Pool C will see 2010 FIVB World League runner-up Russia play Puerto Rico, Australia and Cameroon in Modena.
China will have to face off against some of Europe’s finest in Pool E as it plays France, Czech Republic and the always impressive Bulgaria, which will be seething after narrowly missing out on a final round place at this year’s FIVB World League. All four teams will be playing in Torino.
Finally, Serbia, Poland, Germany and Canada will battle it out in Pool F in Trieste. Poland and Germany have already played several close matches against each other this year. Add in 2010 World League bronze medalist Serbia and this will be a tough group.
To reach the 2010 FIVB Men's World Championship page, click here.
2010 FIVB World Championship
Sept. 25-Oct. 10 in Italy
No. Name (Position, Height, Hometown, College)
1 Matt Anderson (OH, 6-10, West Seneca, N.Y., Penn State)
2 Sean Rooney (OH, 6-9, Wheaton, Ill., Pepperdine)
4 David Lee (MB, 6-8, Alpine, Calif., Long Beach State)
5 Rich Lambourne (L, 6-3, Tustin, Calif., BYU)
6 Paul Lotman (OH, 6-7, Lakewood, Calif., Long Beach State)
7 Jonathan Winder (S, 6-8, Irvine, Calif., Pepperdine)
8 Reid Priddy (OH, 6-5, Richmond, Va., Loyola Marymount)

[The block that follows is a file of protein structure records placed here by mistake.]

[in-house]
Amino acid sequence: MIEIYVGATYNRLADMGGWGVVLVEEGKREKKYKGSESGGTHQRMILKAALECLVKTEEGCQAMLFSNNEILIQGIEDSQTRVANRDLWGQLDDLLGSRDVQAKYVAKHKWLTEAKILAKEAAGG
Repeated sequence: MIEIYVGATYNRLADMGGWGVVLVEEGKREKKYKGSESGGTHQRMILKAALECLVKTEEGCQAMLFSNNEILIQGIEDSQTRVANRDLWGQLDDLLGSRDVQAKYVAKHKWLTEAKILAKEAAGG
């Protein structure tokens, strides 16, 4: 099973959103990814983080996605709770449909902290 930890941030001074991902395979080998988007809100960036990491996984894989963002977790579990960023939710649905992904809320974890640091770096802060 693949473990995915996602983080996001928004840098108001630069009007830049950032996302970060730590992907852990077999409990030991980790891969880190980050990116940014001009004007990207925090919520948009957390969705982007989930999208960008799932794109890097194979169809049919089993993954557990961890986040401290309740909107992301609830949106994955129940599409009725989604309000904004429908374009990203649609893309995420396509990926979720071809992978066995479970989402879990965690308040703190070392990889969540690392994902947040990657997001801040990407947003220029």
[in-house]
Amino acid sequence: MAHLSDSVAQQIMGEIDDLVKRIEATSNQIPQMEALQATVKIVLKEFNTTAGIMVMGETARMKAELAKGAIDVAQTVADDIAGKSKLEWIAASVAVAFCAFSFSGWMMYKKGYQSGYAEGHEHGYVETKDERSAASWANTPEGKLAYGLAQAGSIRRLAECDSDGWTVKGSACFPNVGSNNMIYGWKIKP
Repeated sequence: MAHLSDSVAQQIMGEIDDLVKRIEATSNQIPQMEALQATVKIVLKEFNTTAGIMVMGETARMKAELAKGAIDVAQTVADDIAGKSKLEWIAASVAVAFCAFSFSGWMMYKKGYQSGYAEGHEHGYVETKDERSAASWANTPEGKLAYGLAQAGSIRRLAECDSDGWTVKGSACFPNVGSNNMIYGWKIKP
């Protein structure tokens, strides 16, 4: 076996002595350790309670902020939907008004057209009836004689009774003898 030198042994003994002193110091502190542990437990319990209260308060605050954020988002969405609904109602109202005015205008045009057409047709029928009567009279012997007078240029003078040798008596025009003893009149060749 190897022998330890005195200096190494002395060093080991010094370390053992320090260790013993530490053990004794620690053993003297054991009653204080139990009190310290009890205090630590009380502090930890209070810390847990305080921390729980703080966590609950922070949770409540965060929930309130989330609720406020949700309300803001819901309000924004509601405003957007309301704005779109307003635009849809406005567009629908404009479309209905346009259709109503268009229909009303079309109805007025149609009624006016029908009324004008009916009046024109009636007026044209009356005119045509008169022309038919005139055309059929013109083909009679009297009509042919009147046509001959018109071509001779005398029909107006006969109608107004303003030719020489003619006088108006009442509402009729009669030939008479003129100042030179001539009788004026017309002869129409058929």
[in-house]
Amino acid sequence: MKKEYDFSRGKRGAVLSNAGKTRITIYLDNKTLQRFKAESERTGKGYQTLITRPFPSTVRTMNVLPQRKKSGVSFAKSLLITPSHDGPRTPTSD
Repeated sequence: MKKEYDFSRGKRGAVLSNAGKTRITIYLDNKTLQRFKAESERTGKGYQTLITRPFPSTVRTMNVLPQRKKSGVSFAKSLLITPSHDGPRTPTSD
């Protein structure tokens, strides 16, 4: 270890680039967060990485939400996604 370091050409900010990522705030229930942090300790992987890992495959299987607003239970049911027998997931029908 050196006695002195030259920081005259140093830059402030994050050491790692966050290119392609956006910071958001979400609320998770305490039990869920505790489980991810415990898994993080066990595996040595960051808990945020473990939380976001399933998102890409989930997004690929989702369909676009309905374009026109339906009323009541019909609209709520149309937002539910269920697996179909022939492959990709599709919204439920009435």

10 Riley Salmon (OH, 6-6, League City, Texas, Pierce College)
13 Clay Stanley (OPP, 6-9, Honolulu, Hawai'i, Hawai'i)
14 Kevin Hansen (S, 6-5, Newport Beach, Calif., Stanford)
15 Russell Holmes (MB, 6-8, Fountain Valley, Calif., BYU)
16 Carson Clark (Opp, 6-5, Santa Barbara, Calif., UC Irvine)
17 Max Holt (MB, 6-9, Cincinnati, Ohio, Penn State)
19 Alfee Reft (L, 5-10, Oxnard, Calif., Hawai'i)
Head Coach: Alan Knipe (Huntington Beach, Calif.)
Team Leader: Greg Vernovage (Susquehanna, Pa.)
Assistant Coach: Gary Sato (Los Angeles, Calif.)
Trainer: Tom Hoff (Park Ridge, Ill.)
Technical Coordinator: Chris Jackson (Phoenix, Ariz.)
Team Doctors: Andrew Gregory (Nashville, Tenn.) and Keith Feder (Manhattan Beach, Calif.)
Medical Support: Aaron Brock (Storm Lake, Iowa)
Pool D First Round Schedule (all times PT)
Sept. 25: Venezuela vs. Argentina, 8 a.m.
Sept: 25: USA vs. Mexico, noon
Sept. 26: Argentina vs. Mexico, 8 a.m.
Sept. 26: USA vs. Venezuela, noon
Sept. 27: Venezuela vs. Mexico, 8 a.m.
Sept. 27: USA vs. Argentina, noon